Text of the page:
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Do Dabs Go Bad? A Guide to Shelf Life and Proper Storage

Have you ever found a leftover gram under the couch or in an old backpack and wondered if it was still good to dab it up? While cannabis concentrates don't go bad in a way that will make you sick if you use them, they do have a shelf life. Here's everything you need to know about old dabs and whether or not you can still smoke them. 

a glob of cannabis concentrates on a black background with text that reads "do concentrates expire? dab shelf life + storage tips"

What are dabs? 

Dabs is a slang term for cannabis concentrates— the refined oils extracted from cannabis flowers. They come in many different varieties, from simple hash oils to live resin, distillate, rosin, kief, moonrocks, wax, shatter, sauce, and so much more. They're called concentrates because they're a concentrated form of cannabis, which can be up to 99% THC. They're also called dabs because they're smoked by dabbing them onto a hot banger and inhaling them through a small water pipe called a rig. 

Do dabs go bad? 

Dabs don't really go bad in the traditional sense, but they can dry out, lose potency, and make for a harsh, unpleasant smoke that won't get you very high. When improperly stored, they may be susceptible to mold or contaminants that can make them unsafe to smoke. So, while cannabis concentrates won't necessarily rot like cannabis flowers might, they can still be unpleasant to smoke after a while. 

What happens when dabs age? 

When dabs age, they degrade just like flower does. The cannabinoids transform, and the color will change. For example, THC degrades into CBN, which doesn't offer the same type of high and tends to make people sleepy. Your once light yellow or honey-colored concentrates will degrade into a darker amber or rust color, indicating that the cannabinoids are changing and the terpenes are evaporating out. 

Speaking of evaporating, concentrates go through what is known as nucleation as they degrade. Simply put, nucleation is when parts of the concentrate start to separate. Factors like time, temperature, and the contaminants and lipids in the concentrates all affect the rate of nucleation. 

For example, THC and THCa like to separate during nucleation. Terpenes also like to separate and congeal, which makes a product sugary. Sometimes extractors force this process when making different textures for their concentrates, though, with time, this happens naturally as they degrade.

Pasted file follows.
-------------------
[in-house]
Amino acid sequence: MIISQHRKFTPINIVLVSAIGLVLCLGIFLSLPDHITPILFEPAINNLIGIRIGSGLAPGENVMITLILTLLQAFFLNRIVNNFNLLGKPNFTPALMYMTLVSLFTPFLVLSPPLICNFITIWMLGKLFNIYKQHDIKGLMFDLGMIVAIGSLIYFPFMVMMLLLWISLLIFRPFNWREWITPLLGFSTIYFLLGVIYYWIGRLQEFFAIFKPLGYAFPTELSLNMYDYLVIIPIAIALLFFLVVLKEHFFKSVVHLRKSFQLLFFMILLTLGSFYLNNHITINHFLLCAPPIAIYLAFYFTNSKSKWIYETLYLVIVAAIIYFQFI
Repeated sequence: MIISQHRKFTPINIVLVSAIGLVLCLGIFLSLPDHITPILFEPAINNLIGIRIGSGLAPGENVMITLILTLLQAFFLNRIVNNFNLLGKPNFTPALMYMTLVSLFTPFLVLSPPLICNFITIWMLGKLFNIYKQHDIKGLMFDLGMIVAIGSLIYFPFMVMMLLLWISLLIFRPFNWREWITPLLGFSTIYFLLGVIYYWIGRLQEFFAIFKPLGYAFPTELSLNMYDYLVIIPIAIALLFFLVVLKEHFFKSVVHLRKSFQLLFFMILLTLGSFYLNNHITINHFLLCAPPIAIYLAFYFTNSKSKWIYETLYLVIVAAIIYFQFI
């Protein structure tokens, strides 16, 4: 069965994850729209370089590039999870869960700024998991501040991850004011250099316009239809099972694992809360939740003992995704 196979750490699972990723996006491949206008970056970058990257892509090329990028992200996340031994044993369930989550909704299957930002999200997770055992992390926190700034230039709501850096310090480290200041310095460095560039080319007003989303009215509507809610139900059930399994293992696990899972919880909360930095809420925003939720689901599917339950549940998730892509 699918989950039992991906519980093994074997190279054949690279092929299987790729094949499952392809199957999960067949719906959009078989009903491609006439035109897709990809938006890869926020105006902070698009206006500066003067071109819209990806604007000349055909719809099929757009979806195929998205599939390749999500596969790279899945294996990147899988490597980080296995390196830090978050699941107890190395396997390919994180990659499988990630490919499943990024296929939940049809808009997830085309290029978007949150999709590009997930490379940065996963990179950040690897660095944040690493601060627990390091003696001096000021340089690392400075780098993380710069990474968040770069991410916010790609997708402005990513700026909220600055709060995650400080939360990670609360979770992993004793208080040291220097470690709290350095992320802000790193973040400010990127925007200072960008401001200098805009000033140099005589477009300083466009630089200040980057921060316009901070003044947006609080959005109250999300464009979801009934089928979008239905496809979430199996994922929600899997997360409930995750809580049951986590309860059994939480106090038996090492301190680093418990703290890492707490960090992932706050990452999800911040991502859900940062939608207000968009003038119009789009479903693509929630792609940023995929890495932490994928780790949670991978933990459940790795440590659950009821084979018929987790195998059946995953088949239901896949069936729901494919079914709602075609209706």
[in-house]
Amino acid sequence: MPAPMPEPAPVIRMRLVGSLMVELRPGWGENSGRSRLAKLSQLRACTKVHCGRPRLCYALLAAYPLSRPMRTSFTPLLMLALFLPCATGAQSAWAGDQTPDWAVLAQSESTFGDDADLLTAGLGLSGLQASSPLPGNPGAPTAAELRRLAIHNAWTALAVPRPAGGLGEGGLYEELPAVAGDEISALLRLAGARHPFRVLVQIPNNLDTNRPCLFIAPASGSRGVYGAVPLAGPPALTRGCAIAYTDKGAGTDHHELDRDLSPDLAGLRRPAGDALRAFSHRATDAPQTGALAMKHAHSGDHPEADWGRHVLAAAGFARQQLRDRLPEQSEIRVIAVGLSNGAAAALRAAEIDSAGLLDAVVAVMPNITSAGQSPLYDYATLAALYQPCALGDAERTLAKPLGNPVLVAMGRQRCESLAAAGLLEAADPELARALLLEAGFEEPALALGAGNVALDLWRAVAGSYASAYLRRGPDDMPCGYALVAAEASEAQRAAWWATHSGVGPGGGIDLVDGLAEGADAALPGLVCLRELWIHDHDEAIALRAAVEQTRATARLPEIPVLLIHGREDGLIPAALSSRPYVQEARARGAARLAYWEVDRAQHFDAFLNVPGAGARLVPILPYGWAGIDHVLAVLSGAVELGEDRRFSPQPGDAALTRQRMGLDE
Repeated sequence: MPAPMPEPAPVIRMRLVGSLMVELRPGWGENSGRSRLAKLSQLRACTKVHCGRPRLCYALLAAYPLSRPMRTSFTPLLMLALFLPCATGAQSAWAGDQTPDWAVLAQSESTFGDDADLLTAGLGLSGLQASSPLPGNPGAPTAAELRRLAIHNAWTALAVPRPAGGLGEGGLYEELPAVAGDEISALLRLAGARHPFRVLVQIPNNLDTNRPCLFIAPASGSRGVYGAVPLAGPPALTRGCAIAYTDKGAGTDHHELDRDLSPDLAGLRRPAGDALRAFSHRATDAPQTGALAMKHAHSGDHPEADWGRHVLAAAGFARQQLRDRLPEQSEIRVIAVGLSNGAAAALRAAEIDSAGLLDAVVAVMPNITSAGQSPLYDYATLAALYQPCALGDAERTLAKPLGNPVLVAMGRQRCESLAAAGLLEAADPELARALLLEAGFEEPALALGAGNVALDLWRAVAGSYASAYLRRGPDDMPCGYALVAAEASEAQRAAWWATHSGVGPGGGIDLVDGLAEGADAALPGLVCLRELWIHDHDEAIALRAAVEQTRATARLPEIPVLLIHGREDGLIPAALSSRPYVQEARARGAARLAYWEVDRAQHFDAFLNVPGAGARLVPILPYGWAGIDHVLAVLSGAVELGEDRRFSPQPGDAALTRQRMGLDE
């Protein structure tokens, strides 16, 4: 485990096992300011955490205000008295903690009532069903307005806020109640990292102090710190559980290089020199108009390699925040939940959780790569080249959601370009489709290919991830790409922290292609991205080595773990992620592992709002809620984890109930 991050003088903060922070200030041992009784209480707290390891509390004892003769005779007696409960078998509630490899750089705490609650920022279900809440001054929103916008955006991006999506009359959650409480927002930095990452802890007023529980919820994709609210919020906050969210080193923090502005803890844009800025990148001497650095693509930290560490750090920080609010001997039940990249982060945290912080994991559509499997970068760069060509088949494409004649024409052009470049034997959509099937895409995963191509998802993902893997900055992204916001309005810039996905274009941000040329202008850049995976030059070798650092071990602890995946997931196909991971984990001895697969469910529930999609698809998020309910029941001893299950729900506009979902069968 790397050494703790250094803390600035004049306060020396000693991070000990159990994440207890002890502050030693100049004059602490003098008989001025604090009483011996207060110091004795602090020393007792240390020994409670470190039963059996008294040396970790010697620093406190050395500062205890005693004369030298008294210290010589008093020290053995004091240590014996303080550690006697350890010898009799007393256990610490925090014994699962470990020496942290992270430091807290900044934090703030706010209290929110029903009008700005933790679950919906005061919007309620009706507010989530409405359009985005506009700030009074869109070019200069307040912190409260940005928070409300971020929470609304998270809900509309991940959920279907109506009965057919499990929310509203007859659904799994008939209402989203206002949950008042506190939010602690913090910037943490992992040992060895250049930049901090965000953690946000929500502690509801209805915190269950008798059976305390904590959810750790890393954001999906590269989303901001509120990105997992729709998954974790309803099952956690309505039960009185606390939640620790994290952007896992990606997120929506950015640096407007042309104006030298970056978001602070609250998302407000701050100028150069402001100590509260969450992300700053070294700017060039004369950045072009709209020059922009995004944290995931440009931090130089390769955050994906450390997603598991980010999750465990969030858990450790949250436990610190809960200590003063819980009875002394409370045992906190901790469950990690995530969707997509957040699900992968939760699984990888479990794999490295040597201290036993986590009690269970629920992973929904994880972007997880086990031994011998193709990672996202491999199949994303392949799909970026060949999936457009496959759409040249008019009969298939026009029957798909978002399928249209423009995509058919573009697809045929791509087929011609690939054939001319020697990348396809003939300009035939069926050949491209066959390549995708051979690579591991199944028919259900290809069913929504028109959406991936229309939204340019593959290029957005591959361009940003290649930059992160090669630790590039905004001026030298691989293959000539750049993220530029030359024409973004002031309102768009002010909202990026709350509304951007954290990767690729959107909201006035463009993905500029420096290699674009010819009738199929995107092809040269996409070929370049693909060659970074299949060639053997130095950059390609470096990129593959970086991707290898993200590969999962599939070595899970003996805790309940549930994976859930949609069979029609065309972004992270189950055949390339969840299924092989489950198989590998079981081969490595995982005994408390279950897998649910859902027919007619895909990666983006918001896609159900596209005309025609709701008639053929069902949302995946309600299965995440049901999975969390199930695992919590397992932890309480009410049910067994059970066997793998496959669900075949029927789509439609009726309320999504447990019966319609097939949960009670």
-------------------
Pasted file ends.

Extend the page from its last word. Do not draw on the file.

How long do dabs last before they expire? 

For ordinary cannabis flower, one study found that buds lose 17% of their potency kept at room temperature outside of an airtight container for one year. Other reports suggest up to 50% of THC is lost in things like hash or kief in the same amount of time. 

However, once crystalized, THC is typically pretty shelf-stable when it is kept away from light in an airtight container. While we don't have an official report, we might assume that the THC in concentrates degrades somewhere in between a year or two.

Ultimately, when dabs age, they lose potency and flavor. They also change color. They don't go bad in a sense that will make you sick, but they won't feel like they did when you first got them. 

Proper storage is essential for that reason. Cannabinoids and terpenes are volatile and very susceptible to the environment. Light, oxygen, extreme temperatures, and moisture all play a role in how quickly your concentrates will turn into something you don't want to smoke. You can ruin a gram of concentrates in a few days if you expose it to harsh conditions. But with proper storage, you may be able to preserve them for up to two years. 

a glob of live resin on a dabber on a black background

How to store your concentrates to slow down degradation 

Ultimately, all concentrates are better when they're used fresh. With average use, you can usually expect a gram of concentrates to stay fresh for up to 6 months if you keep them in the gram container you purchased them in. However, light, oxygen, moisture, and temperature can make your concentrates degrade faster. That said, minimal handling and proper storage are key to preserving dabs for the long haul.